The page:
Question: Dynamic code import

Károly Ladvánszky aa at bb.cc
Thu Oct 25 22:04:47 CEST 2001


> Yes, it does. So where is problem?

What I would like to do is import f11 from a file etc.., it is not written
in the script.
Is it possible and how?

"Petr Kubanek" <petr at kubanek.net> az alábbiakat írta a következo üzenetben:
news:9r9q9l$u5i$06$1 at news.t-online.com...
> > For instance, the running program refers to function f1 through ff:
> >
> > def f1(a):
> >     return a*1.25
> >
> > ff=f1
> >
> > At some point, it turns out that f1(a) should return a*1.3+5. If it was
> > possible to insert a
> > new function, the running program could be modified like this:
> >
> > #--- this is to be 'imported'
> > def f11(a):
> >     return a*1.3+5
> > #---
> >
> > ff=f11
> >
> > Now ff(a) would produce results by using the new rule embodied in f11!
>
> Yes, it does. So where is problem?
>
> > 2. Something is wrong with globals. Given the example below, I'd expect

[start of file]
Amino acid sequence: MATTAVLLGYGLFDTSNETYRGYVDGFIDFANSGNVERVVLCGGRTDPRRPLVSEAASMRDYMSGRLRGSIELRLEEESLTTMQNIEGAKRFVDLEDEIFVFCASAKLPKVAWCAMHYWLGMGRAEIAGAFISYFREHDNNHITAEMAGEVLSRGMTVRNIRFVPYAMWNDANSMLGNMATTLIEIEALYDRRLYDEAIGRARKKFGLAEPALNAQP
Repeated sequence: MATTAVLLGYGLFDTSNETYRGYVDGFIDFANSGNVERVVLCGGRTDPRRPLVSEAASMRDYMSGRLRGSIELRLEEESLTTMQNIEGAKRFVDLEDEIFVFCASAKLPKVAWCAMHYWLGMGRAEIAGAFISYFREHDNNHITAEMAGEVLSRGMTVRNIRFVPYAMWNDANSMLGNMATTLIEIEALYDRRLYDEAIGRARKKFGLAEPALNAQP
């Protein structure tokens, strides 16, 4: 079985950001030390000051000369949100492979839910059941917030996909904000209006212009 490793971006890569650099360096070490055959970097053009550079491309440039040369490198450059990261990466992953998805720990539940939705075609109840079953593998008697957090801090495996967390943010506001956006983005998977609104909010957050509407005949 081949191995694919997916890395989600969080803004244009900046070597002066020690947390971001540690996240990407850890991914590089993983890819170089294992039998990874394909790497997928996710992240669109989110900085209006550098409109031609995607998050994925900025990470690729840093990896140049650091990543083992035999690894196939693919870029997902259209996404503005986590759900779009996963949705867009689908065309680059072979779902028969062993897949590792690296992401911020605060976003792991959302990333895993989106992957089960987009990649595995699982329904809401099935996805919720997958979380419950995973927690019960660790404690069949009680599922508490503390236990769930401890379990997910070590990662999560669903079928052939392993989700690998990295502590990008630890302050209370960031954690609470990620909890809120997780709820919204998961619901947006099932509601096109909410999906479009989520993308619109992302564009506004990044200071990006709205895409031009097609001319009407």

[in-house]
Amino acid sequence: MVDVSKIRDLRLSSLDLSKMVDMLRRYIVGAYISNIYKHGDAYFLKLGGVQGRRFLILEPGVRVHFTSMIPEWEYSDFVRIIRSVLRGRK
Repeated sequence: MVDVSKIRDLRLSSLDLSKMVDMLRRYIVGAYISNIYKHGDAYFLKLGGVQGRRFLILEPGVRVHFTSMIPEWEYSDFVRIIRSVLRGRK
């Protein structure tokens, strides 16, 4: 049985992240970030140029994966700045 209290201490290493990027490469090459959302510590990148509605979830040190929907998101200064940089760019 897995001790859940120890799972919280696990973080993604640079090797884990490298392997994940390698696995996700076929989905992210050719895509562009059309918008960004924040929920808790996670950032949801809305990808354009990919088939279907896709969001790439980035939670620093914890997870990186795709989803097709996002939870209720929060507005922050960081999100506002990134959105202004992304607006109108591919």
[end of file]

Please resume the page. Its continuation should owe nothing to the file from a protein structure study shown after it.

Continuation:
2
> > for the second print.
> >
> > global gx
> > gx=1
> >
> > def set_gx(gx_new):
> >     gx=gx_new
>
> gx is local variable (at that point). Python works so. To work as
expected,
> you should add global:
>
> def set_gx(gx_new):
>     global gx
>     gx=gx_new
>
> >
> > #--- This one works, test() prints the global gx.
> > global gx
> > gx=1
> >
> > def test():
> >     print gx # prints 1
> >
> > b.
> > #--- This one runs to error -> 'UnboundLocalError: local variable 'gx'
> > referenced before assignment' !!!
> > global gx
> > gx=1
> >
> > def test():
> >     print gx
> >     gx=2
>
> Ansewer is in error. Same problem:
>
> def test():
>     global gx
>     print gx
>     gx=2
>
> >
> > c.
> > #--- This one works but treats gx as local. Try test() first, then
test1()
> > will print the original 1 for the global gx!
> > global gx
> > gx=1
> >
> > def test():
> >     gx=2
> >     print gx # prints 2
> >
> > def test1():
> >     print gx # prints 1!
>
> Again, it's in syntax. Insert global gx before first statement in def.
>
> Using global in Python is quite strange and you should try to avoid it, or
> remeber to use global every time. Other possible way is throught __main__
> module, which worked like:
>
> import __main__
>
> __main__.gx=1
>
> def test:
>         print __main__.gx
>
> Even when __main__ gets reimported in second module, it's contents
remains.
>
> Petr Kubanek


______________________________________________________________________________
Posted Via Binaries.net = SPEED+RETENTION+COMPLETION = http://www.binaries.net



More information about the Python-list mailing list